Ultimately, the audience will decide what it's going to buy or not. But it can't hurt to challenge them.




About this article

This article by Max Bruinsma originally appeared in the pilot issue of '...' magazine (a new graphic design/visual culture magazine - Issue 1, Spring 2000, ISSN 1615-1968). It is reprinted with permission. 2000 Broodje & Kaas publishing house and Max Bruinsma. For more information about this new design magazine, visit www.dot-dot-dot.nl. For the author, visit www.xs4all.nl/~maxb

About '...' magazine
'...' graphic design/visual culture magazine is an independent international publication published twice a year. '...' is intended to fill a gap in current design/arts publishing. It is not interested in re-promoting established material or creating another "portfolio" magazine. Instead, it hopes to offer inventive critical journalism on a variety of topics related both directly and indirectly to graphic design culture. '...' magazine can be purchased and subscribed to (for 9 EUR, 9 $US or $5 per issue) at www.dot-dot-dot.nl Inquiries may be addressed to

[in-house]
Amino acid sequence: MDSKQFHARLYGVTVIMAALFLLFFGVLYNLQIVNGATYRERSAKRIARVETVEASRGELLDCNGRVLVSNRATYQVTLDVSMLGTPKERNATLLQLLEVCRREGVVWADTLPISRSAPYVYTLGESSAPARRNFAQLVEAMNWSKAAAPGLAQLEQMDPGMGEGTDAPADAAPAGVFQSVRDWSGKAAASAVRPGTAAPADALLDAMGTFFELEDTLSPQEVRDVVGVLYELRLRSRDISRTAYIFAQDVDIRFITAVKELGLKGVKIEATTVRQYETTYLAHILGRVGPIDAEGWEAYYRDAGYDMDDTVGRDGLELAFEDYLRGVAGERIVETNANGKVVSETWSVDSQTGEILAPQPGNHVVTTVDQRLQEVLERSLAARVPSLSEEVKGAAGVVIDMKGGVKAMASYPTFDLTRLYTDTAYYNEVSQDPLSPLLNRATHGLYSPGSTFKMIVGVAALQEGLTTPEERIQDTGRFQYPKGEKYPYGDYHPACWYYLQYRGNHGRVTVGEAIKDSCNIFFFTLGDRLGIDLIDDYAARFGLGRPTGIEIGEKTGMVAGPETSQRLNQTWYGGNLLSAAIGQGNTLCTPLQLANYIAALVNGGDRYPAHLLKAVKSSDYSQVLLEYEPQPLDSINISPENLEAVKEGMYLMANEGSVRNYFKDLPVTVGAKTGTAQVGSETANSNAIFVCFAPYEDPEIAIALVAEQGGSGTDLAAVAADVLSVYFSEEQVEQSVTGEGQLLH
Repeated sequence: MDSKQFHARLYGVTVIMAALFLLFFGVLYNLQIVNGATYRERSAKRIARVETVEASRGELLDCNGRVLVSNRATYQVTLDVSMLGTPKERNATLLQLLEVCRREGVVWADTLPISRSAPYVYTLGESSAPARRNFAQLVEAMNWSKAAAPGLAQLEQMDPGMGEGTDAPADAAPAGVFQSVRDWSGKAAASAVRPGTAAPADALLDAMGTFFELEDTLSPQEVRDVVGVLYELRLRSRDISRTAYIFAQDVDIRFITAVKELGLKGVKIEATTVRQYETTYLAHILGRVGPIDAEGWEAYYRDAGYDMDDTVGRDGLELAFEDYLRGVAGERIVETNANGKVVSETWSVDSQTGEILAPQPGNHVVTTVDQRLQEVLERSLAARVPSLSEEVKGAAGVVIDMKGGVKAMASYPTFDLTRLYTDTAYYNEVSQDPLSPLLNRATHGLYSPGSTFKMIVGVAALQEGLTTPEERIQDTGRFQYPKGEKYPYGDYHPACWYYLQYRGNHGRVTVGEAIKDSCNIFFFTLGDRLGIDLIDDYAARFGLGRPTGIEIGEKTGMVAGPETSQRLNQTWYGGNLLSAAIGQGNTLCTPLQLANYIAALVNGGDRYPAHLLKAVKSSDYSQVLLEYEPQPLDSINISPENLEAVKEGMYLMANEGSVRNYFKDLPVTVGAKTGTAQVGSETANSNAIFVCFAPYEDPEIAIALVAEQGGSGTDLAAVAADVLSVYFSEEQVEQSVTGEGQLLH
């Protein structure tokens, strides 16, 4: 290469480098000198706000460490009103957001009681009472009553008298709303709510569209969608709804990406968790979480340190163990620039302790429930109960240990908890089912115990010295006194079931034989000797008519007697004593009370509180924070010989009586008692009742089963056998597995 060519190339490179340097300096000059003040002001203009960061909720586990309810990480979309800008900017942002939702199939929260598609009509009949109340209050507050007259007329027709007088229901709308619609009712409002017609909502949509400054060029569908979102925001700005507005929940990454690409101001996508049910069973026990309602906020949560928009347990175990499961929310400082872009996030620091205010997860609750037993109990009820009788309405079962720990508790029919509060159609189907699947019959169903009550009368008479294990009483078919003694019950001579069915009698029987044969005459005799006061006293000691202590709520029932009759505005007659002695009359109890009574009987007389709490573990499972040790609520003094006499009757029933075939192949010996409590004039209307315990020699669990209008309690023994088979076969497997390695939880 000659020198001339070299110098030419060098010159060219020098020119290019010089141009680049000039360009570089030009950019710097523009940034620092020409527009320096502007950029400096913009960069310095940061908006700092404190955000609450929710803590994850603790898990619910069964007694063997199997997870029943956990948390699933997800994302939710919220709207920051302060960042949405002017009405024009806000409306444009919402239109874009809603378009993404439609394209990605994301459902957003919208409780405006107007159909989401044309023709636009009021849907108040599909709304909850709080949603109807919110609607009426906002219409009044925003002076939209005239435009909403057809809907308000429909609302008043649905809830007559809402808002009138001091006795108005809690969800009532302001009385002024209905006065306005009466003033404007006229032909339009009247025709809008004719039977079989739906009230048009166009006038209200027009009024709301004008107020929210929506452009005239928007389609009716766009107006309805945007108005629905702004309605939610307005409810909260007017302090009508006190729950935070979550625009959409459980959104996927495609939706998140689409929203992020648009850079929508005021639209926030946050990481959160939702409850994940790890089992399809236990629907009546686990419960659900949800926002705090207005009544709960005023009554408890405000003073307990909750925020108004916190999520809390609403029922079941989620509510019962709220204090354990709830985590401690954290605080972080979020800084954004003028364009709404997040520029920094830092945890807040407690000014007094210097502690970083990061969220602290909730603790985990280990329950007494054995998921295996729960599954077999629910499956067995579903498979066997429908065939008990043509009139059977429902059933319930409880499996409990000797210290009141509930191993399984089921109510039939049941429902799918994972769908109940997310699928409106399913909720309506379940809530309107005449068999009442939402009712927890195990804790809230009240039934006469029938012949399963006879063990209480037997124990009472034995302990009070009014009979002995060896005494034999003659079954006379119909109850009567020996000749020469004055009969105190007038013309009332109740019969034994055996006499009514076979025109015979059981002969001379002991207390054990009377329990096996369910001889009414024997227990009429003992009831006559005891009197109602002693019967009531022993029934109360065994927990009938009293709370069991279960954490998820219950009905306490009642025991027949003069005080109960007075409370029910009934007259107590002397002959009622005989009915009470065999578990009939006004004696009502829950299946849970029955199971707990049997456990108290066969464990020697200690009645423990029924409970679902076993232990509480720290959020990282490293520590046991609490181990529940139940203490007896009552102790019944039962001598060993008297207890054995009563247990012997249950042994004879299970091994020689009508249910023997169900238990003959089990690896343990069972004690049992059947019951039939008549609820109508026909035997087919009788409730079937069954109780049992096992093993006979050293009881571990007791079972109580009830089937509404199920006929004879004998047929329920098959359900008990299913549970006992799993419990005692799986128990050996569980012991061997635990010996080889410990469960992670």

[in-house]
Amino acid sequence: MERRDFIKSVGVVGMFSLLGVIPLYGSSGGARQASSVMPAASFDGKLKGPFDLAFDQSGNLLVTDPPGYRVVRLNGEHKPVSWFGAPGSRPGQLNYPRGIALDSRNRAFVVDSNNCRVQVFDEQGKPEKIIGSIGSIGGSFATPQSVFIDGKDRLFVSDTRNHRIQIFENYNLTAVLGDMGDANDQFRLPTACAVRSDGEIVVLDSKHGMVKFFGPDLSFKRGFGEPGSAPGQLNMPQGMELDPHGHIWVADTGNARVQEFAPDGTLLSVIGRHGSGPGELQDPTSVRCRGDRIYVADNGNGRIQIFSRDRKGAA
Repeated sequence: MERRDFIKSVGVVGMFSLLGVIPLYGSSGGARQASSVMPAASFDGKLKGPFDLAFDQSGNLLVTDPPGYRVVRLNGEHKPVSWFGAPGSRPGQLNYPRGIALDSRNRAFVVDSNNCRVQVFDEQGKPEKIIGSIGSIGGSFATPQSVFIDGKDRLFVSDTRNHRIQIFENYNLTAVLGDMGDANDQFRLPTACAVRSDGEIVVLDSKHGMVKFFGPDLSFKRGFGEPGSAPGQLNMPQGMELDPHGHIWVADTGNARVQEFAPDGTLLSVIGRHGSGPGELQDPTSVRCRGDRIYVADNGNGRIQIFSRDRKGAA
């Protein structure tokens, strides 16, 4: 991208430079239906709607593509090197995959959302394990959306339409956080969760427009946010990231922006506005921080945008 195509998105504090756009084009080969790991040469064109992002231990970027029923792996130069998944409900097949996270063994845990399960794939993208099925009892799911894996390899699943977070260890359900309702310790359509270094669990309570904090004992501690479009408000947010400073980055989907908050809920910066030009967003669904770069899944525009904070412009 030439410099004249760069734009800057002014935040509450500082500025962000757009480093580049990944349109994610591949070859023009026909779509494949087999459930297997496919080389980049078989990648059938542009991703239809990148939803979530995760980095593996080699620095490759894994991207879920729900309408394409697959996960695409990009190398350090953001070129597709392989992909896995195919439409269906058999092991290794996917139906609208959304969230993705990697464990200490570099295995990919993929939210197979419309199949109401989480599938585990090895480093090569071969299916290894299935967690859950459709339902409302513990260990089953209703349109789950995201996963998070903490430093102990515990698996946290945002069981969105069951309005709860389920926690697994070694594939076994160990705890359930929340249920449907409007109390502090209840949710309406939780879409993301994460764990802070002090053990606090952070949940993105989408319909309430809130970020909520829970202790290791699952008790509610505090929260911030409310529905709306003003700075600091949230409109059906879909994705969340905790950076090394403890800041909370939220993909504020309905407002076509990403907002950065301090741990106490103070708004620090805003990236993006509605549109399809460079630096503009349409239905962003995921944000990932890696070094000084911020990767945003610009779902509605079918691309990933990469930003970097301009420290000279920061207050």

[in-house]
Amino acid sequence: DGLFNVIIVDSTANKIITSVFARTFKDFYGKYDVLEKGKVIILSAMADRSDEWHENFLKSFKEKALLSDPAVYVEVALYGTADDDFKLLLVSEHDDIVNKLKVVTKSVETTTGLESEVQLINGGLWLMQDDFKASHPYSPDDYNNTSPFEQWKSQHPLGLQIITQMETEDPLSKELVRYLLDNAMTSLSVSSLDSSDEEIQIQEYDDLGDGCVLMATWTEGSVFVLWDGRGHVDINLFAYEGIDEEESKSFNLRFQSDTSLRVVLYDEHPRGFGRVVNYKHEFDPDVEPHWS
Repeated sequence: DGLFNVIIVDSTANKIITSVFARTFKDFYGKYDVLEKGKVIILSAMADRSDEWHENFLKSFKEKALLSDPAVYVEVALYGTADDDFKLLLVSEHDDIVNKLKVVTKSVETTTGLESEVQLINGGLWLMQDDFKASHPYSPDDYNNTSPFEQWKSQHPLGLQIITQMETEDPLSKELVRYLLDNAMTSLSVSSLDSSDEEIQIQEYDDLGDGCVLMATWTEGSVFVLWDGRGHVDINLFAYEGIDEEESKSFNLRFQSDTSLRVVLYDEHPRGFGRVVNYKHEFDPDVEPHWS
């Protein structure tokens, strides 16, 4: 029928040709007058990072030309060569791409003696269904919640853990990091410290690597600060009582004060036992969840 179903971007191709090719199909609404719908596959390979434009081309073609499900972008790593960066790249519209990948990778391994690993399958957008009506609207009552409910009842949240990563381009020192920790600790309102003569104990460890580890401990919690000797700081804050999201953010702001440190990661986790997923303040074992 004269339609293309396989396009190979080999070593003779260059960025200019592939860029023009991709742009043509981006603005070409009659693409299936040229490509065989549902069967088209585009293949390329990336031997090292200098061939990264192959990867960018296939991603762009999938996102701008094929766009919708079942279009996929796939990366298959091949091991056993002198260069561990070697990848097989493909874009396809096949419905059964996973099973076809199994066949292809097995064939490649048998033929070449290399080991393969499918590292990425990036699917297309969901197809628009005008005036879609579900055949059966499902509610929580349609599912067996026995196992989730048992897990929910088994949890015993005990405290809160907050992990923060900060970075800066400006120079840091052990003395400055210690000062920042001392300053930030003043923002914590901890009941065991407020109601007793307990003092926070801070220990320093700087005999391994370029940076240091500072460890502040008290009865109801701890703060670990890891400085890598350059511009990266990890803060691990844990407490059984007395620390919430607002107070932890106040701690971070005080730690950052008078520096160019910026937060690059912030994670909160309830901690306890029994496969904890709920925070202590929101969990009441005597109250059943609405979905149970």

About Max Bruinsma
Max Bruinsma is an independent design-writer, editor, critic and editorial designer, and former editor of Eye, the international review of graphic design. Since 1985, his critical writings have featured regularly in major Dutch art and design journals and in a range of international design publications. Before he took over from founding editor Rick Poynor at Eye, Bruinsma was editor of the Dutch design magazine Items and published several books on graphic and new media design in the Netherlands. He currently teaches at the Sandberg Institute, the postgraduate design school in Amsterdam.